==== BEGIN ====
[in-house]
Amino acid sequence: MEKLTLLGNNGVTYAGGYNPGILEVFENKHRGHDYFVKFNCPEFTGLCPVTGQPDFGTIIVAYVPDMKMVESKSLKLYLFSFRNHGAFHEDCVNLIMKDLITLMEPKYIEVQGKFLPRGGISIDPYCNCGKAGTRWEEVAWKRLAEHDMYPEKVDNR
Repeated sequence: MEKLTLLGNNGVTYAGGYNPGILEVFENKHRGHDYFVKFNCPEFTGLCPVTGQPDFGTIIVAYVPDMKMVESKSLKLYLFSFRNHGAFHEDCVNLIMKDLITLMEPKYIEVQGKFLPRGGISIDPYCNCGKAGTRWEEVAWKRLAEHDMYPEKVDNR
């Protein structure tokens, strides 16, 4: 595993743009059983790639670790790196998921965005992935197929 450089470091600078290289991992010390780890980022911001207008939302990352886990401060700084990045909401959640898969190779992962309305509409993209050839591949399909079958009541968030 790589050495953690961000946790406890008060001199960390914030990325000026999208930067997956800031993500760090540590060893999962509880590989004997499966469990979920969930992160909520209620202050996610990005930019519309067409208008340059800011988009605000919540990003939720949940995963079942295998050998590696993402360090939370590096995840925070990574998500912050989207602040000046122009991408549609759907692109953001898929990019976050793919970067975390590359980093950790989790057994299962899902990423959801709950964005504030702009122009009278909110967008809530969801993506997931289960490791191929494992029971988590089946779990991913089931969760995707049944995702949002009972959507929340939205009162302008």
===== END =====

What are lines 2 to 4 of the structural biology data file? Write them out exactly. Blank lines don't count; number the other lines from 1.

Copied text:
Amino acid sequence: MEKLTLLGNNGVTYAGGYNPGILEVFENKHRGHDYFVKFNCPEFTGLCPVTGQPDFGTIIVAYVPDMKMVESKSLKLYLFSFRNHGAFHEDCVNLIMKDLITLMEPKYIEVQGKFLPRGGISIDPYCNCGKAGTRWEEVAWKRLAEHDMYPEKVDNR
Repeated sequence: MEKLTLLGNNGVTYAGGYNPGILEVFENKHRGHDYFVKFNCPEFTGLCPVTGQPDFGTIIVAYVPDMKMVESKSLKLYLFSFRNHGAFHEDCVNLIMKDLITLMEPKYIEVQGKFLPRGGISIDPYCNCGKAGTRWEEVAWKRLAEHDMYPEKVDNR
């Protein structure tokens, strides 16, 4: 595993743009059983790639670790790196998921965005992935197929 450089470091600078290289991992010390780890980022911001207008939302990352886990401060700084990045909401959640898969190779992962309305509409993209050839591949399909079958009541968030 790589050495953690961000946790406890008060001199960390914030990325000026999208930067997956800031993500760090540590060893999962509880590989004997499966469990979920969930992160909520209620202050996610990005930019519309067409208008340059800011988009605000919540990003939720949940995963079942295998050998590696993402360090939370590096995840925070990574998500912050989207602040000046122009991408549609759907692109953001898929990019976050793919970067975390590359980093950790989790057994299962899902990423959801709950964005504030702009122009009278909110967008809530969801993506997931289960490791191929494992029971988590089946779990991913089931969760995707049944995702949002009972959507929340939205009162302008």